Icaronycteris is an extinct genus of microchiropteran (echolocating) bat that lived in the early Eocene, approximately 52.2 million years ago. Four exceptionally preserved specimens are known from the Green River Formation of North America. There is only one thoroughly described species of bat in the genus, I. index,  although fragmentary material from France has also been tentatively placed within Icaronycteris as the second species I. menui.
Icaronycteris measured about 14 centimetres (5.5 in) long and had a wingspan of 37 centimetres (15 in). It closely resembled modern bats, but had some primitive traits. The tail was much longer and not connected to the hind legs with a skin membrane, the first wing finger bore a claw and the body was more flexible. Similarly, it had a full set of relatively unspecialised teeth, similar to those of a modern shrew. Its anatomy suggests that, like modern bats, Icaronycteris slept while hanging upside down, holding onto a tree branch or stone ridge with its hind legs.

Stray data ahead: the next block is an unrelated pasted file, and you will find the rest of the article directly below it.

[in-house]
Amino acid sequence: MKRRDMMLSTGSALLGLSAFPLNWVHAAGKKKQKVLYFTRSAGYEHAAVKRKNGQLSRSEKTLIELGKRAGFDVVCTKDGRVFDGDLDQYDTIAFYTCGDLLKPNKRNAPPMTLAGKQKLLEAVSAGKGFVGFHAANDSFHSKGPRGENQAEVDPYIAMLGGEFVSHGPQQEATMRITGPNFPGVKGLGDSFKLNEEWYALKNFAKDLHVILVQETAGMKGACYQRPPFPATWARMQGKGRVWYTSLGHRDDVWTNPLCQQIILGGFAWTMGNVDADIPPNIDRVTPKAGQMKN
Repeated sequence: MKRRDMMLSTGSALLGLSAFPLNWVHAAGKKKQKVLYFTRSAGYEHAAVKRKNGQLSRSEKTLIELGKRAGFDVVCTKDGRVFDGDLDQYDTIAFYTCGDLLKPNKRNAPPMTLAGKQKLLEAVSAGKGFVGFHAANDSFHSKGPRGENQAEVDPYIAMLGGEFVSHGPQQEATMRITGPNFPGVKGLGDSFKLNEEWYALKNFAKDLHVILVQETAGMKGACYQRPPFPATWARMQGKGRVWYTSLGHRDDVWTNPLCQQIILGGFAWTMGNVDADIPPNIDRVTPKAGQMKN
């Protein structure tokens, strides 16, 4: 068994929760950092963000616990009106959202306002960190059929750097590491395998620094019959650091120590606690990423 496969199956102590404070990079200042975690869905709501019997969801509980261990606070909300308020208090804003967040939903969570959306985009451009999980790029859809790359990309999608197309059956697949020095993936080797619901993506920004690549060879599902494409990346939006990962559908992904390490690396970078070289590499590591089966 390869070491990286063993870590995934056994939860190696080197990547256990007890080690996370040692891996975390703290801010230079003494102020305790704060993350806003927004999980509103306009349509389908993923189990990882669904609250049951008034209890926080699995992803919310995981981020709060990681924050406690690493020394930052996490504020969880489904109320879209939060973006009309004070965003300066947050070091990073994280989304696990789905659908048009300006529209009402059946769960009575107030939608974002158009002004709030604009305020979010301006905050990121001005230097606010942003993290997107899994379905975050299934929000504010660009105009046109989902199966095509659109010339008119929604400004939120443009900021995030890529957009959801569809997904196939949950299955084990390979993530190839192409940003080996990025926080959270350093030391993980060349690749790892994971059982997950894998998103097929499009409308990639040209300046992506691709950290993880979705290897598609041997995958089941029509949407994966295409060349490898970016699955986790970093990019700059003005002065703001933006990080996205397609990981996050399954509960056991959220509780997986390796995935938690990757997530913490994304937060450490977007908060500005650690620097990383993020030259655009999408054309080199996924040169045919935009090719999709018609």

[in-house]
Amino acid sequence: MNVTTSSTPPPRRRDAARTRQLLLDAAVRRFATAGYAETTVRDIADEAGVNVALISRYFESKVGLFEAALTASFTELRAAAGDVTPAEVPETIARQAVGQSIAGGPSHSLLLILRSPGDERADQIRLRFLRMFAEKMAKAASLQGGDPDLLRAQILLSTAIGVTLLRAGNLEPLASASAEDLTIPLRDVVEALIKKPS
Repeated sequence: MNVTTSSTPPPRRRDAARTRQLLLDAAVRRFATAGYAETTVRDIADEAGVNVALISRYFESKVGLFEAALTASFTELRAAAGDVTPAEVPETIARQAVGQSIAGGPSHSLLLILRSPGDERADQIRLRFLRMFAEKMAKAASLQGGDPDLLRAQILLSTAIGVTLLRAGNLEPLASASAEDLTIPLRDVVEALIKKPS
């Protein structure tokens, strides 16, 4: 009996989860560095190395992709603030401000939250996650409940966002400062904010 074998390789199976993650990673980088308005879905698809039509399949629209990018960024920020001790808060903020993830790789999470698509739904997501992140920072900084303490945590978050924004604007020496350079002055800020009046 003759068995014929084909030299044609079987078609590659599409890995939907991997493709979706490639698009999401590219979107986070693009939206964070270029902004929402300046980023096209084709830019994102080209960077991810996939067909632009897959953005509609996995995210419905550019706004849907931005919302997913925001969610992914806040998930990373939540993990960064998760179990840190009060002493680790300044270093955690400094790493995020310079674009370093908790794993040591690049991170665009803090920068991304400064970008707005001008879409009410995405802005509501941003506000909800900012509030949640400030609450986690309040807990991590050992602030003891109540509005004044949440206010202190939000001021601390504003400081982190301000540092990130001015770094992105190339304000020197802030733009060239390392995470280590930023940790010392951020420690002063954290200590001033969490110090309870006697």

Barry Cox, Colin Harrison, R.J.G. Savage, and Brian Gardiner. (1999): The Simon & Schuster Encyclopedia of Dinosaurs and Prehistoric Creatures: A Visual Who's Who of Prehistoric Life. Simon & Schuster.